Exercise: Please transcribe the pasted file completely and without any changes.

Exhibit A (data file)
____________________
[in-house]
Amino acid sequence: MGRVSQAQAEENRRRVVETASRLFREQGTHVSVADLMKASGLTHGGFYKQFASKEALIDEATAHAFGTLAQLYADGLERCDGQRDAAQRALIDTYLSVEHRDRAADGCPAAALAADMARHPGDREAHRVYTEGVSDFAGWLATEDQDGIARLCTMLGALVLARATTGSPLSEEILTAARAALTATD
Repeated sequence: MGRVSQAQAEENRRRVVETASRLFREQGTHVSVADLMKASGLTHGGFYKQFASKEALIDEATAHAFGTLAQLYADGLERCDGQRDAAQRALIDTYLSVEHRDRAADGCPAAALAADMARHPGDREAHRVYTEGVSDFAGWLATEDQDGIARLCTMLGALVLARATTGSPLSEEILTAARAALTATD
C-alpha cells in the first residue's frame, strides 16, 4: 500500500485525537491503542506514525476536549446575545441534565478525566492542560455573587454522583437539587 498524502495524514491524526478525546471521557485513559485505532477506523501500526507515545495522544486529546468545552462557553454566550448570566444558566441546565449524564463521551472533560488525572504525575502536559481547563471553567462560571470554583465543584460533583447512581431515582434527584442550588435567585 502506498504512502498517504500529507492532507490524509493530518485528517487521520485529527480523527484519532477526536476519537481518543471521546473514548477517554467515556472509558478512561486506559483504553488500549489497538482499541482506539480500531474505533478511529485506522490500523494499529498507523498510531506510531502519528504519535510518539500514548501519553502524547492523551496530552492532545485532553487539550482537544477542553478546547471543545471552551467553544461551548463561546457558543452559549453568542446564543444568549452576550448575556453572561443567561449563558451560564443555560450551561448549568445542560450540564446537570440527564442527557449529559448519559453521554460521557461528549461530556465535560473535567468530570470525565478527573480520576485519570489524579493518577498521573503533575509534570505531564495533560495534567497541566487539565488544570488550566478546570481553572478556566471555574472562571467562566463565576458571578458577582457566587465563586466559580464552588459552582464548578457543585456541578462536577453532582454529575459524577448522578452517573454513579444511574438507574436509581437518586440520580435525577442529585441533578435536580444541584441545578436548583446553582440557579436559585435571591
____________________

[in-house]
Amino acid sequence: MGRVSQAQAEENRRRVVETASRLFREQGTHVSVADLMKASGLTHGGFYKQFASKEALIDEATAHAFGTLAQLYADGLERCDGQRDAAQRALIDTYLSVEHRDRAADGCPAAALAADMARHPGDREAHRVYTEGVSDFAGWLATEDQDGIARLCTMLGALVLARATTGSPLSEEILTAARAALTATD
Repeated sequence: MGRVSQAQAEENRRRVVETASRLFREQGTHVSVADLMKASGLTHGGFYKQFASKEALIDEATAHAFGTLAQLYADGLERCDGQRDAAQRALIDTYLSVEHRDRAADGCPAAALAADMARHPGDREAHRVYTEGVSDFAGWLATEDQDGIARLCTMLGALVLARATTGSPLSEEILTAARAALTATD
C-alpha cells in the first residue's frame, strides 16, 4: 500500500485525537491503542506514525476536549446575545441534565478525566492542560455573587454522583437539587 498524502495524514491524526478525546471521557485513559485505532477506523501500526507515545495522544486529546468545552462557553454566550448570566444558566441546565449524564463521551472533560488525572504525575502536559481547563471553567462560571470554583465543584460533583447512581431515582434527584442550588435567585 502506498504512502498517504500529507492532507490524509493530518485528517487521520485529527480523527484519532477526536476519537481518543471521546473514548477517554467515556472509558478512561486506559483504553488500549489497538482499541482506539480500531474505533478511529485506522490500523494499529498507523498510531506510531502519528504519535510518539500514548501519553502524547492523551496530552492532545485532553487539550482537544477542553478546547471543545471552551467553544461551548463561546457558543452559549453568542446564543444568549452576550448575556453572561443567561449563558451560564443555560450551561448549568445542560450540564446537570440527564442527557449529559448519559453521554460521557461528549461530556465535560473535567468530570470525565478527573480520576485519570489524579493518577498521573503533575509534570505531564495533560495534567497541566487539565488544570488550566478546570481553572478556566471555574472562571467562566463565576458571578458577582457566587465563586466559580464552588459552582464548578457543585456541578462536577453532582454529575459524577448522578452517573454513579444511574438507574436509581437518586440520580435525577442529585441533578435536580444541584441545578436548583446553582440557579436559585435571591